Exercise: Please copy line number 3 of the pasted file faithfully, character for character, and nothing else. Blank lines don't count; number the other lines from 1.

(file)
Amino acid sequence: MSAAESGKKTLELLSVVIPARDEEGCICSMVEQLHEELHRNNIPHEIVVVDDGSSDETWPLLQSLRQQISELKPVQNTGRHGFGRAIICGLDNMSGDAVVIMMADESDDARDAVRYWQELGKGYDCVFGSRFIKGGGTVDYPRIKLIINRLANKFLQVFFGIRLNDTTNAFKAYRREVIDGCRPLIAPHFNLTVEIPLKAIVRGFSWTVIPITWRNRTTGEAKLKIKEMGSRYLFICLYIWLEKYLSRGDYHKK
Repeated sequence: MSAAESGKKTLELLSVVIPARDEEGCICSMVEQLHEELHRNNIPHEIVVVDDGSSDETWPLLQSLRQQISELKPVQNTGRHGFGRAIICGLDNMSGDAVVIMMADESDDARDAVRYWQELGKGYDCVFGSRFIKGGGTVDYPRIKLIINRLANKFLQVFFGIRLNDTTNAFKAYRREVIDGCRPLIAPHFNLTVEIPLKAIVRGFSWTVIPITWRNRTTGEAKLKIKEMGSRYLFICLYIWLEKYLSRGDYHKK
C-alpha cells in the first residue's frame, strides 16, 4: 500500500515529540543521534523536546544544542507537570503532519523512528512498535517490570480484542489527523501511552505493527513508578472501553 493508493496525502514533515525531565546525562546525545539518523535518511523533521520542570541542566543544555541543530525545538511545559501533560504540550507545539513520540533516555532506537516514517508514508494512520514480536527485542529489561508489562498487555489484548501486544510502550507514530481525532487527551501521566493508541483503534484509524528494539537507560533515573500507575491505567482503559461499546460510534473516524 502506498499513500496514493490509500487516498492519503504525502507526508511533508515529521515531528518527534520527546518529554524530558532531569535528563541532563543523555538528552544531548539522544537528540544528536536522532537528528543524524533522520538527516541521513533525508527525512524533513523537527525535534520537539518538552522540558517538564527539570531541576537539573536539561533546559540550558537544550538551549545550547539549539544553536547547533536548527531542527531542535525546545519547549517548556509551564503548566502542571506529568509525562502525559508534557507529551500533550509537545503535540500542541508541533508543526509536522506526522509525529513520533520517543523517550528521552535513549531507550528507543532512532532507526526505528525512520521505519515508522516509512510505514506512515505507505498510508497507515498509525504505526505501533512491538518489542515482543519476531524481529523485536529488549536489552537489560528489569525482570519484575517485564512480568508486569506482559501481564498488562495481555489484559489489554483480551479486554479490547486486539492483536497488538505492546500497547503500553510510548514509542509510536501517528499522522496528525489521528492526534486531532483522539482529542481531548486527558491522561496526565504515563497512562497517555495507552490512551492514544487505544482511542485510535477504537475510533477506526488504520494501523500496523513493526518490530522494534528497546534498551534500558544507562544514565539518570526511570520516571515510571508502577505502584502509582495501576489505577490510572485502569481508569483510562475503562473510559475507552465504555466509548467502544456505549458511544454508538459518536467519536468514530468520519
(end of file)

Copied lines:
C-alpha cells in the first residue's frame, strides 16, 4: 500500500515529540543521534523536546544544542507537570503532519523512528512498535517490570480484542489527523501511552505493527513508578472501553 493508493496525502514533515525531565546525562546525545539518523535518511523533521520542570541542566543544555541543530525545538511545559501533560504540550507545539513520540533516555532506537516514517508514508494512520514480536527485542529489561508489562498487555489484548501486544510502550507514530481525532487527551501521566493508541483503534484509524528494539537507560533515573500507575491505567482503559461499546460510534473516524 502506498499513500496514493490509500487516498492519503504525502507526508511533508515529521515531528518527534520527546518529554524530558532531569535528563541532563543523555538528552544531548539522544537528540544528536536522532537528528543524524533522520538527516541521513533525508527525512524533513523537527525535534520537539518538552522540558517538564527539570531541576537539573536539561533546559540550558537544550538551549545550547539549539544553536547547533536548527531542527531542535525546545519547549517548556509551564503548566502542571506529568509525562502525559508534557507529551500533550509537545503535540500542541508541533508543526509536522506526522509525529513520533520517543523517550528521552535513549531507550528507543532512532532507526526505528525512520521505519515508522516509512510505514506512515505507505498510508497507515498509525504505526505501533512491538518489542515482543519476531524481529523485536529488549536489552537489560528489569525482570519484575517485564512480568508486569506482559501481564498488562495481555489484559489489554483480551479486554479490547486486539492483536497488538505492546500497547503500553510510548514509542509510536501517528499522522496528525489521528492526534486531532483522539482529542481531548486527558491522561496526565504515563497512562497517555495507552490512551492514544487505544482511542485510535477504537475510533477506526488504520494501523500496523513493526518490530522494534528497546534498551534500558544507562544514565539518570526511570520516571515510571508502577505502584502509582495501576489505577490510572485502569481508569483510562475503562473510559475507552465504555466509548467502544456505549458511544454508538459518536467519536468514530468520519